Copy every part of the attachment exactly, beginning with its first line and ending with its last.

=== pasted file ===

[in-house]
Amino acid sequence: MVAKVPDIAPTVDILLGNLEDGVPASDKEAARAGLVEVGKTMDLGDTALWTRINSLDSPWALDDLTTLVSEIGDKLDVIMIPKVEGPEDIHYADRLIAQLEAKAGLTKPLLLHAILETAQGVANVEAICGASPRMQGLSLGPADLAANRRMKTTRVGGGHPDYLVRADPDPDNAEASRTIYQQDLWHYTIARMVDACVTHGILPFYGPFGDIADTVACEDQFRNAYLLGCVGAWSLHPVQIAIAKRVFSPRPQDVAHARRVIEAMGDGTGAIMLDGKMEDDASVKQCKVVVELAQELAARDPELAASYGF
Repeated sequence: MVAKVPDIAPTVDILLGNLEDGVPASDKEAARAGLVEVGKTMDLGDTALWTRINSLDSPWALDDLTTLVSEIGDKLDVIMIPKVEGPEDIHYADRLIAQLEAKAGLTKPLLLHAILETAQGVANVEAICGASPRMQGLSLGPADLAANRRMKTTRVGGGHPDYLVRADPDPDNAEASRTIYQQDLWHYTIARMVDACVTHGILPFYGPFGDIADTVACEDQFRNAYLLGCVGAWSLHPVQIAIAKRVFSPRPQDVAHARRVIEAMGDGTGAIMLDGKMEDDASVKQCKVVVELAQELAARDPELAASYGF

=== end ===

[in-house]
Amino acid sequence: MVAKVPDIAPTVDILLGNLEDGVPASDKEAARAGLVEVGKTMDLGDTALWTRINSLDSPWALDDLTTLVSEIGDKLDVIMIPKVEGPEDIHYADRLIAQLEAKAGLTKPLLLHAILETAQGVANVEAICGASPRMQGLSLGPADLAANRRMKTTRVGGGHPDYLVRADPDPDNAEASRTIYQQDLWHYTIARMVDACVTHGILPFYGPFGDIADTVACEDQFRNAYLLGCVGAWSLHPVQIAIAKRVFSPRPQDVAHARRVIEAMGDGTGAIMLDGKMEDDASVKQCKVVVELAQELAARDPELAASYGF
Repeated sequence: MVAKVPDIAPTVDILLGNLEDGVPASDKEAARAGLVEVGKTMDLGDTALWTRINSLDSPWALDDLTTLVSEIGDKLDVIMIPKVEGPEDIHYADRLIAQLEAKAGLTKPLLLHAILETAQGVANVEAICGASPRMQGLSLGPADLAANRRMKTTRVGGGHPDYLVRADPDPDNAEASRTIYQQDLWHYTIARMVDACVTHGILPFYGPFGDIADTVACEDQFRNAYLLGCVGAWSLHPVQIAIAKRVFSPRPQDVAHARRVIEAMGDGTGAIMLDGKMEDDASVKQCKVVVELAQELAARDPELAASYGF